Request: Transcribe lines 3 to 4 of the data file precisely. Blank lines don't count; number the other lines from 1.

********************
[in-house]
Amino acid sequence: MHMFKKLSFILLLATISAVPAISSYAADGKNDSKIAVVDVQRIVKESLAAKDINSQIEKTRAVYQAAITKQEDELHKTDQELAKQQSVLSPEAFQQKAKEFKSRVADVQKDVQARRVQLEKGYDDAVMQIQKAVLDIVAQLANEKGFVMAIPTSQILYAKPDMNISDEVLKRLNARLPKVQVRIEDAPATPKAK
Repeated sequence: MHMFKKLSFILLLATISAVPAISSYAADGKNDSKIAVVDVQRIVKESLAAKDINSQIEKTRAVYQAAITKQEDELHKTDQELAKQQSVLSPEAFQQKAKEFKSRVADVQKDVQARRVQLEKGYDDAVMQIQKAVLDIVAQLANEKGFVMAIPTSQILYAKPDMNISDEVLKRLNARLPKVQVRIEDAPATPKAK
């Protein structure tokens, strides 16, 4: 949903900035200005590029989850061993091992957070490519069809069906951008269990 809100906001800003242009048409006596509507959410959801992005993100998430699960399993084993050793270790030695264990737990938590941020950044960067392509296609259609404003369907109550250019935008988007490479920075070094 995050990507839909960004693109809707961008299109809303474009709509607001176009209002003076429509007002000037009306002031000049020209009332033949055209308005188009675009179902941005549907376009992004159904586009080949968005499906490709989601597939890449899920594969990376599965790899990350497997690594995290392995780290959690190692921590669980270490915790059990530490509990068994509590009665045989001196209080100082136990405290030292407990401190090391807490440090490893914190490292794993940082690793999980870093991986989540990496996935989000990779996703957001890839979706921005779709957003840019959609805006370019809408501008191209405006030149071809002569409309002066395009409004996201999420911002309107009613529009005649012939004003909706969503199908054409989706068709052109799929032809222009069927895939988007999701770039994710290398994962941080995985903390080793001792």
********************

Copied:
Repeated sequence: MHMFKKLSFILLLATISAVPAISSYAADGKNDSKIAVVDVQRIVKESLAAKDINSQIEKTRAVYQAAITKQEDELHKTDQELAKQQSVLSPEAFQQKAKEFKSRVADVQKDVQARRVQLEKGYDDAVMQIQKAVLDIVAQLANEKGFVMAIPTSQILYAKPDMNISDEVLKRLNARLPKVQVRIEDAPATPKAK
């Protein structure tokens, strides 16, 4: 949903900035200005590029989850061993091992957070490519069809069906951008269990 809100906001800003242009048409006596509507959410959801992005993100998430699960399993084993050793270790030695264990737990938590941020950044960067392509296609259609404003369907109550250019935008988007490479920075070094 995050990507839909960004693109809707961008299109809303474009709509607001176009209002003076429509007002000037009306002031000049020209009332033949055209308005188009675009179902941005549907376009992004159904586009080949968005499906490709989601597939890449899920594969990376599965790899990350497997690594995290392995780290959690190692921590669980270490915790059990530490509990068994509590009665045989001196209080100082136990405290030292407990401190090391807490440090490893914190490292794993940082690793999980870093991986989540990496996935989000990779996703957001890839979706921005779709957003840019959609805006370019809408501008191209405006030149071809002569409309002066395009409004996201999420911002309107009613529009005649012939004003909706969503199908054409989706068709052109799929032809222009069927895939988007999701770039994710290398994962941080995985903390080793001792």